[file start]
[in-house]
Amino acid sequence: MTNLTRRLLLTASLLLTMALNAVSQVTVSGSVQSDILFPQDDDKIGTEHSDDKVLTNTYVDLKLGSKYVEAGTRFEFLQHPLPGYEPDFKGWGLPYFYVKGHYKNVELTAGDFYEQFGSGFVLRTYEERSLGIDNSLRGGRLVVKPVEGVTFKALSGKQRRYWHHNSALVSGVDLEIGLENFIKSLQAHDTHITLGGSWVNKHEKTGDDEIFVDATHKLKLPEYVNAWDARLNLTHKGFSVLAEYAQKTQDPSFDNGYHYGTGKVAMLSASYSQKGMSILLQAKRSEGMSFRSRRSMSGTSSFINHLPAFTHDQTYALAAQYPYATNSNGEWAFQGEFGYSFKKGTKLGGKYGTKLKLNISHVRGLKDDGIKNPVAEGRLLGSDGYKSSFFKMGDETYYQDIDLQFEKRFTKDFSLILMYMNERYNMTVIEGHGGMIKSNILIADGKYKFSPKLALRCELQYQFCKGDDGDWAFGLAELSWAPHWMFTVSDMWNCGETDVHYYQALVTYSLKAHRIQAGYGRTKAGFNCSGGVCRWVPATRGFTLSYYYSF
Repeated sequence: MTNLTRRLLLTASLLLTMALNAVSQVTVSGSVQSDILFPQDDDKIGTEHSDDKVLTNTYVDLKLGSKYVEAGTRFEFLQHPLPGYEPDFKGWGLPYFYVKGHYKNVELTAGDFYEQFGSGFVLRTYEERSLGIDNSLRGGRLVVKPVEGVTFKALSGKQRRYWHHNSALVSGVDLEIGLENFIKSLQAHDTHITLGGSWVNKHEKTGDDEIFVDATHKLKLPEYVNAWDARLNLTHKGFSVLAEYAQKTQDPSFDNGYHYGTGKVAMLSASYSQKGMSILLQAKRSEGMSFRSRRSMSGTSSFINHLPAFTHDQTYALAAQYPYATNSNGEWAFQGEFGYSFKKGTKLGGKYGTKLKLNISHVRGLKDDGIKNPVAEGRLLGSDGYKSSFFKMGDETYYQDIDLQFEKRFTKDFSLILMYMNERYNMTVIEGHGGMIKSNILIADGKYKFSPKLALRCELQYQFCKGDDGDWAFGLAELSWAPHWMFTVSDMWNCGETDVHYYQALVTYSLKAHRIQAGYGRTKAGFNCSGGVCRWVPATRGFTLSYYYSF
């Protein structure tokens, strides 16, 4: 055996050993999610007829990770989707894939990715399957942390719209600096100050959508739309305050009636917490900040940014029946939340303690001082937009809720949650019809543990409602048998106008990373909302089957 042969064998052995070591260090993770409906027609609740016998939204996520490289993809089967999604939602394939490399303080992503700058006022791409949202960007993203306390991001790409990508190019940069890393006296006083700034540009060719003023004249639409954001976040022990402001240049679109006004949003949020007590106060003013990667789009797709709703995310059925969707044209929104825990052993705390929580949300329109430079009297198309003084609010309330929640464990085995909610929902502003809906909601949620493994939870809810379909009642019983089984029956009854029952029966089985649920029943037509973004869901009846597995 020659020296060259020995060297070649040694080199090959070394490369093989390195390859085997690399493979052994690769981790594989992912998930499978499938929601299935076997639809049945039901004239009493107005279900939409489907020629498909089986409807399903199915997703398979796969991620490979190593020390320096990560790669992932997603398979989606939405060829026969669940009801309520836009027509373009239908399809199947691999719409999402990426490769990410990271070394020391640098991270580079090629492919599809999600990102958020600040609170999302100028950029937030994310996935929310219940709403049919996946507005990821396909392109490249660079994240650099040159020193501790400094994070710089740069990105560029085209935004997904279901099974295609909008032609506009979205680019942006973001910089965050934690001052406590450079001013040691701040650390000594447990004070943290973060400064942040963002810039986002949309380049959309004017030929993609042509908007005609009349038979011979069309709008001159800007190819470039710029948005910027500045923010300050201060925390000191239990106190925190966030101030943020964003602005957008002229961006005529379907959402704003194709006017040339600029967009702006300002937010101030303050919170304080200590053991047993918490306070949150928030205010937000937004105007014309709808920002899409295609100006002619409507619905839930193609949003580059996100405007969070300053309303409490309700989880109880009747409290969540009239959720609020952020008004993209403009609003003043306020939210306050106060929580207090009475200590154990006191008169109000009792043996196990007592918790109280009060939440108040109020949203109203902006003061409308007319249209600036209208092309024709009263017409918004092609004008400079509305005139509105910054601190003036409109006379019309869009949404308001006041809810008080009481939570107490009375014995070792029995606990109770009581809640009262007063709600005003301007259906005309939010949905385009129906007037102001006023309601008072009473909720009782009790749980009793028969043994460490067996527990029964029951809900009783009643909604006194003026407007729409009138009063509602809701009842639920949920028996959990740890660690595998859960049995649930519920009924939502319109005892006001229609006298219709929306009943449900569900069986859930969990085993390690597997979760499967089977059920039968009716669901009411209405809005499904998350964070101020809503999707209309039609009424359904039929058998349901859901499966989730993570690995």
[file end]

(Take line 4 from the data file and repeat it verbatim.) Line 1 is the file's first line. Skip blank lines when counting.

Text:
């Protein structure tokens, strides 16, 4: 055996050993999610007829990770989707894939990715399957942390719209600096100050959508739309305050009636917490900040940014029946939340303690001082937009809720949650019809543990409602048998106008990373909302089957 042969064998052995070591260090993770409906027609609740016998939204996520490289993809089967999604939602394939490399303080992503700058006022791409949202960007993203306390991001790409990508190019940069890393006296006083700034540009060719003023004249639409954001976040022990402001240049679109006004949003949020007590106060003013990667789009797709709703995310059925969707044209929104825990052993705390929580949300329109430079009297198309003084609010309330929640464990085995909610929902502003809906909601949620493994939870809810379909009642019983089984029956009854029952029966089985649920029943037509973004869901009846597995 020659020296060259020995060297070649040694080199090959070394490369093989390195390859085997690399493979052994690769981790594989992912998930499978499938929601299935076997639809049945039901004239009493107005279900939409489907020629498909089986409807399903199915997703398979796969991620490979190593020390320096990560790669992932997603398979989606939405060829026969669940009801309520836009027509373009239908399809199947691999719409999402990426490769990410990271070394020391640098991270580079090629492919599809999600990102958020600040609170999302100028950029937030994310996935929310219940709403049919996946507005990821396909392109490249660079994240650099040159020193501790400094994070710089740069990105560029085209935004997904279901099974295609909008032609506009979205680019942006973001910089965050934690001052406590450079001013040691701040650390000594447990004070943290973060400064942040963002810039986002949309380049959309004017030929993609042509908007005609009349038979011979069309709008001159800007190819470039710029948005910027500045923010300050201060925390000191239990106190925190966030101030943020964003602005957008002229961006005529379907959402704003194709006017040339600029967009702006300002937010101030303050919170304080200590053991047993918490306070949150928030205010937000937004105007014309709808920002899409295609100006002619409507619905839930193609949003580059996100405007969070300053309303409490309700989880109880009747409290969540009239959720609020952020008004993209403009609003003043306020939210306050106060929580207090009475200590154990006191008169109000009792043996196990007592918790109280009060939440108040109020949203109203902006003061409308007319249209600036209208092309024709009263017409918004092609004008400079509305005139509105910054601190003036409109006379019309869009949404308001006041809810008080009481939570107490009375014995070792029995606990109770009581809640009262007063709600005003301007259906005309939010949905385009129906007037102001006023309601008072009473909720009782009790749980009793028969043994460490067996527990029964029951809900009783009643909604006194003026407007729409009138009063509602809701009842639920949920028996959990740890660690595998859960049995649930519920009924939502319109005892006001229609006298219709929306009943449900569900069986859930969990085993390690597997979760499967089977059920039968009716669901009411209405809005499904998350964070101020809503999707209309039609009424359904039929058998349901859901499966989730993570690995």